RJD2 is decidedly not a robot character from Star Wars, though he did make his entrance – and exit – wearing a Daft Punk-esque robot suit at Brooklyn Bowl.
If you think you don’t know who RJD2 is, as I didn’t before I heard him on my Big Gigantic Pandora station 6 months ago, think about whether you’ve ever heard the Mad Men theme song. You have? Then you know him, and let me assure you that it gets so much better than that. RJ (his first 2 initials are, in fact, RJ) creates smooth, diverse hip hop, and seeing him live was, well, an experience.
The evening began with D.V.S., an electronic music producer who reminded me a lot of Big Gigantic because of his use of live instruments (he plays guitar, and at times brought out a drummer, a violinist, and, like Big G, a saxophonist). I hadn’t heard of him but I will definitely be seeking out more of his stuff in the future.
During the break between sets, I made some new friends when I backed up into a group of girls in an attempt to escape from a vomit situation that was happening directly in front of me. I apologized and explained why I crashed into them, and we bonded over the fact that we were happy to not be the person who got so drunk that they puked in a bowling alley on a Tuesday evening. We then spent the next hour or so explaining to anyone who tried to push forward as to why they didn’t want to stand in that particular spot and laughing over their horrified faces. Until a group of people zoomed in front of us before we could stop them and spent the remainder of the evening dancing in someone’s vomit. None of us had the heart to tell them; it was too late.
When RJD2 came on, I had the pleasure of standing next to a couple that I had a hard time telling if they were hilariously stoned or just plain hilarious. They narrated to each other (and, unknowingly, to me) what RJ’s songs sounded like to them.
“Oh my god it’s like I’m melting!”
“It’s raining! It’s raining! It’s raining!”
“This is a 70s game show!”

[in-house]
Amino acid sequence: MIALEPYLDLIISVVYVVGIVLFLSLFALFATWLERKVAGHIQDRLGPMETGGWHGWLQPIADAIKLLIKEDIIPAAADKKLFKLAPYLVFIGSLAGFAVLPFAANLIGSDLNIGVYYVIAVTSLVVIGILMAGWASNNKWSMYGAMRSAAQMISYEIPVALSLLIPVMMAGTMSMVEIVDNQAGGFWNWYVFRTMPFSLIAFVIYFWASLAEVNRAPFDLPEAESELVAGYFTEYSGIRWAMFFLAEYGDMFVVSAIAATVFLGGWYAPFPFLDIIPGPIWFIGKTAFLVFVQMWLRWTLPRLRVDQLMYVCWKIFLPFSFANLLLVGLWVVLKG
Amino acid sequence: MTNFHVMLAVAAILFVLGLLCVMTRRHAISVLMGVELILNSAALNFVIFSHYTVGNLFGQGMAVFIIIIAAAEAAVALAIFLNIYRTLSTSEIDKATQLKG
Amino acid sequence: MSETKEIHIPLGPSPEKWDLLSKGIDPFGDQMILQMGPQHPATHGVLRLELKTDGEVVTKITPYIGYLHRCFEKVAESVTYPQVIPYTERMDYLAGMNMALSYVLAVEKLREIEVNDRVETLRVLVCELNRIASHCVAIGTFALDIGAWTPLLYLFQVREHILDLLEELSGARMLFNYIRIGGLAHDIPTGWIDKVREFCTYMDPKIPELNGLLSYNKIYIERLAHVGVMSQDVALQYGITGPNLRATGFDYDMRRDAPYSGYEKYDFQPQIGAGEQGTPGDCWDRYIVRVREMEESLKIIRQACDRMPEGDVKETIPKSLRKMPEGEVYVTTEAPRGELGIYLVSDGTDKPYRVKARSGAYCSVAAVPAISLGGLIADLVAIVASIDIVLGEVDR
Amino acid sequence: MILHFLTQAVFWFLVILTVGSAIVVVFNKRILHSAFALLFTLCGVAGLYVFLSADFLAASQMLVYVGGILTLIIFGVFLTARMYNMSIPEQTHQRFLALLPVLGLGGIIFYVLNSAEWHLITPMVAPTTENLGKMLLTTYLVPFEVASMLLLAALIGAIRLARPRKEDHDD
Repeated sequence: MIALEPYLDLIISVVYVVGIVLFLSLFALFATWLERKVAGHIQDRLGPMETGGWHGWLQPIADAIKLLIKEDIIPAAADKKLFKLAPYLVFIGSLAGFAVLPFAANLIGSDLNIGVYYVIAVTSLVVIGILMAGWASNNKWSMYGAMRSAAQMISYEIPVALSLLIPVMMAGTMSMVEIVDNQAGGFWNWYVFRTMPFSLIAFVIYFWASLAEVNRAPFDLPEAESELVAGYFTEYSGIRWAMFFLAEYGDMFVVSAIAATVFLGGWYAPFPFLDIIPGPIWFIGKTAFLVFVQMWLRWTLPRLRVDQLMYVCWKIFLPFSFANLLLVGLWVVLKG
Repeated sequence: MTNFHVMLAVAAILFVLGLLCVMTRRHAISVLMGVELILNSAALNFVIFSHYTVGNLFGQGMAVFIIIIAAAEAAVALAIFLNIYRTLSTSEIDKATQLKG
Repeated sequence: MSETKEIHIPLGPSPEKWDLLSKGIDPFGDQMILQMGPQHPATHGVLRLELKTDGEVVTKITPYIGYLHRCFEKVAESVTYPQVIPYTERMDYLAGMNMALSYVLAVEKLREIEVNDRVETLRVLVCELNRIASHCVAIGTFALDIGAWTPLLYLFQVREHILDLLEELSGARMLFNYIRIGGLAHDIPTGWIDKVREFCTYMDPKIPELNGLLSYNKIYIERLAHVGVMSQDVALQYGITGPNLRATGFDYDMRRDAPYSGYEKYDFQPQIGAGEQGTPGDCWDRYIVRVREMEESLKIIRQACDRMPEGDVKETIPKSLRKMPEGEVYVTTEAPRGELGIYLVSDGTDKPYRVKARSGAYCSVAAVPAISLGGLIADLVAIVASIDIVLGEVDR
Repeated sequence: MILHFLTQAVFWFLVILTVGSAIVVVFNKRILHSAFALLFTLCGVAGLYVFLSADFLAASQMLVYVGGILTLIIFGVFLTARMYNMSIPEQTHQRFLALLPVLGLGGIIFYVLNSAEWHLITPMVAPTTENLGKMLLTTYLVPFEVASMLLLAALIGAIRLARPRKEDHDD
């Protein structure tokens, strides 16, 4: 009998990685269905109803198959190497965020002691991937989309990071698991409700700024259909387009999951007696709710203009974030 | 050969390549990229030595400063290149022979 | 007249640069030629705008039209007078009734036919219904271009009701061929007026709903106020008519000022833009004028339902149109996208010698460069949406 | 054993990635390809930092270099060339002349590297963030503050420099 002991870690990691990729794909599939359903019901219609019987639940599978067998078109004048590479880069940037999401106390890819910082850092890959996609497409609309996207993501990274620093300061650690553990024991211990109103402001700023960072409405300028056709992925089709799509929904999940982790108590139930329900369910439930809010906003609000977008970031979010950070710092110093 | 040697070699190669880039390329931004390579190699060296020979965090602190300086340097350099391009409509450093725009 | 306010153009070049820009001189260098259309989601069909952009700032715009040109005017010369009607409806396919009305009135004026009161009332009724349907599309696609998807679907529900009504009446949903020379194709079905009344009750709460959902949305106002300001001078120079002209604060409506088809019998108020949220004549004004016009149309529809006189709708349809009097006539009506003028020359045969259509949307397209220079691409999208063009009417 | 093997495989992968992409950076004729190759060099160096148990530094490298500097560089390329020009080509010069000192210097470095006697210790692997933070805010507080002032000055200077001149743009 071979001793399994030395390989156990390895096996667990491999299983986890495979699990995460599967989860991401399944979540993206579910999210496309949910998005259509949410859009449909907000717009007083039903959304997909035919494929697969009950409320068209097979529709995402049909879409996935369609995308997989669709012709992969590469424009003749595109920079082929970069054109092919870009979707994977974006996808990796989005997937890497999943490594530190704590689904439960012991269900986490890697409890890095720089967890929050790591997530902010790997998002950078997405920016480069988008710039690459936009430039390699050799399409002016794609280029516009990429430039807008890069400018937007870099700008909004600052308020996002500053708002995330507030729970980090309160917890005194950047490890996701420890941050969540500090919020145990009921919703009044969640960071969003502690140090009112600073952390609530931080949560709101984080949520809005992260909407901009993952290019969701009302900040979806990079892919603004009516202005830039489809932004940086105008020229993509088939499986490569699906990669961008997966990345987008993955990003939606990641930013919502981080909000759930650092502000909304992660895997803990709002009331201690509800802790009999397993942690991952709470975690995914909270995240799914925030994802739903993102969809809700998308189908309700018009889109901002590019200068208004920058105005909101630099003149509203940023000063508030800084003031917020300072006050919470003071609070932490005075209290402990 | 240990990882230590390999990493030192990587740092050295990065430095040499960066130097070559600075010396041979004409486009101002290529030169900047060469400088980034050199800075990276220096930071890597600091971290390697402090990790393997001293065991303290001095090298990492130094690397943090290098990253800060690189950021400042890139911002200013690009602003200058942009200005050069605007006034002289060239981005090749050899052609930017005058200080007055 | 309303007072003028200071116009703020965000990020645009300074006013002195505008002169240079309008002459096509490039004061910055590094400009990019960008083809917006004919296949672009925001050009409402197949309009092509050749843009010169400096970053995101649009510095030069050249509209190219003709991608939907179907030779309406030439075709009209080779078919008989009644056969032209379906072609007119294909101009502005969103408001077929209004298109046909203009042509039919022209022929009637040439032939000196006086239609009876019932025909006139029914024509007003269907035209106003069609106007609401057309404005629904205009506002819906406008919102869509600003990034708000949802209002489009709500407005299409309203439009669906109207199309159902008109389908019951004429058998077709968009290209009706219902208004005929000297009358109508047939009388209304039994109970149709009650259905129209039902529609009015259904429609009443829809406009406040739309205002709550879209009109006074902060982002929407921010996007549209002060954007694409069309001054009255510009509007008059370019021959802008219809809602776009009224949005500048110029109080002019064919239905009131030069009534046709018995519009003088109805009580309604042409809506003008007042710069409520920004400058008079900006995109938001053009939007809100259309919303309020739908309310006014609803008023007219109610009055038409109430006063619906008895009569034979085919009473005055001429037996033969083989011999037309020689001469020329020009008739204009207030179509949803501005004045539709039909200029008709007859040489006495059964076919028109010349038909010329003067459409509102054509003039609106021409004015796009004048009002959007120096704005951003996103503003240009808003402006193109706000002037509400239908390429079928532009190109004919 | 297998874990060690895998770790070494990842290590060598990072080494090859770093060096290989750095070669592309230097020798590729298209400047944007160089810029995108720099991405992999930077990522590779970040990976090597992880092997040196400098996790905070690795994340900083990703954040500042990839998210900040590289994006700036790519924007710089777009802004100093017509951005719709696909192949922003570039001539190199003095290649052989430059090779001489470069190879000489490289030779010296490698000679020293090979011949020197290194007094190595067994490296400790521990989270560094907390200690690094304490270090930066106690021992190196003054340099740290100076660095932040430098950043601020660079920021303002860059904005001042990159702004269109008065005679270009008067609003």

The thing is, they were right. It did sort of sound like melting, it did sort of sound like the plip plop of rain drops, and it did sound like a soundtrack straight from the $100,000 Pyramid. These were all good things, because when mixed with RJ’s beats it just created fun and totally unique hip hop tracks.
Shortly after this, the couple lit up a joint, and then got thrown out about 5 minutes later. It was a sad time for all of us.
Despite standing closer to a pool of puke that I would ordinarily like, I was happy to be pretty close to the stage because watching RJ work is incredible. He uses 4 turntables simultaneously, going back and forth playing and scratching on each of them, then hops over to keys, and then uses whatever electronic equipment he has (I should learn the names of this stuff one day, maybe). He never stops moving.
For the last few songs of his set, RJ brought out a few friends. The first was a rapper who looked – and sounded – like a hip version of Steve Urkel.
The second was a soulful singer who was dressed like a college professor and could have been the love child of Dave 1 from Chromeo and John Legend.
Everyone was ridiculously talented, but the group up there just seemed like a posse from the Island of Misfit Toys. Which I guess wasn’t a bad thing.
Overall, it was amazing show full of highlights and lowlights and weirdlights. Definitely worth trekking in 19 degree weather for, and while I went alone, RJD2 definitely has more mass appeal than a lot of the electronic shows I typically go to (hint hint, non-EDM friends, for the next time he comes around). A+.